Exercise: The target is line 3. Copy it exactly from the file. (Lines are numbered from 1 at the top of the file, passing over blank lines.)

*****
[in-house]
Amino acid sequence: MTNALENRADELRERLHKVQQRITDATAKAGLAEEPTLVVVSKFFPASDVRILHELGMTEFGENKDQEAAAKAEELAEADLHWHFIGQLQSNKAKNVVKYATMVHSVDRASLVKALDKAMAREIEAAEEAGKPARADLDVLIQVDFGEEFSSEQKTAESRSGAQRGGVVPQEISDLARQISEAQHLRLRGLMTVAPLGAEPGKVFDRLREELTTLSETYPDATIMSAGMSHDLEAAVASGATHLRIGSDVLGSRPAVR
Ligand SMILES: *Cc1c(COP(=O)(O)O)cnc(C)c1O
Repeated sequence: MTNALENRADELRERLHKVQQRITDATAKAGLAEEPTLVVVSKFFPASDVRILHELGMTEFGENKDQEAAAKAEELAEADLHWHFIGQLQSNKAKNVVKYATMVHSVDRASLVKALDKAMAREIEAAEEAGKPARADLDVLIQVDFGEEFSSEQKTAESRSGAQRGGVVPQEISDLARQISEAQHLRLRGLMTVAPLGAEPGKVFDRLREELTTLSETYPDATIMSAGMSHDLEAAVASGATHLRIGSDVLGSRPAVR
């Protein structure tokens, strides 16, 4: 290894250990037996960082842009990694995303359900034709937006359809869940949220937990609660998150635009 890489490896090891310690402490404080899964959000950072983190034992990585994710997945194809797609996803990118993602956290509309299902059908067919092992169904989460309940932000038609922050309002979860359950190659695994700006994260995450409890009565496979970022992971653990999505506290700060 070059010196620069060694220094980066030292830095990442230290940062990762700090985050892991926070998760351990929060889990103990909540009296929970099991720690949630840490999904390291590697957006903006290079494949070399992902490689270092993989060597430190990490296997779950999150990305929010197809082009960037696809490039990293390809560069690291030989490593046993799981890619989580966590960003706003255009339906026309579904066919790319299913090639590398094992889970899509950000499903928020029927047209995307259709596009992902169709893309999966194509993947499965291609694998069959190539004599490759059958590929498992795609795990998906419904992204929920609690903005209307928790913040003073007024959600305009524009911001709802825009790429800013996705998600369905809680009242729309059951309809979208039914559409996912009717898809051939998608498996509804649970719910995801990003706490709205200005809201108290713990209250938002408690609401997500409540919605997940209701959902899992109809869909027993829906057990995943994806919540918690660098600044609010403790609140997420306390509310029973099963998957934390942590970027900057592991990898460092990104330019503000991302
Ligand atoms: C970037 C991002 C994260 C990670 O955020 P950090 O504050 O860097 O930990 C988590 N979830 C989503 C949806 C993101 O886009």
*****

Ligand SMILES: *Cc1c(COP(=O)(O)O)cnc(C)c1O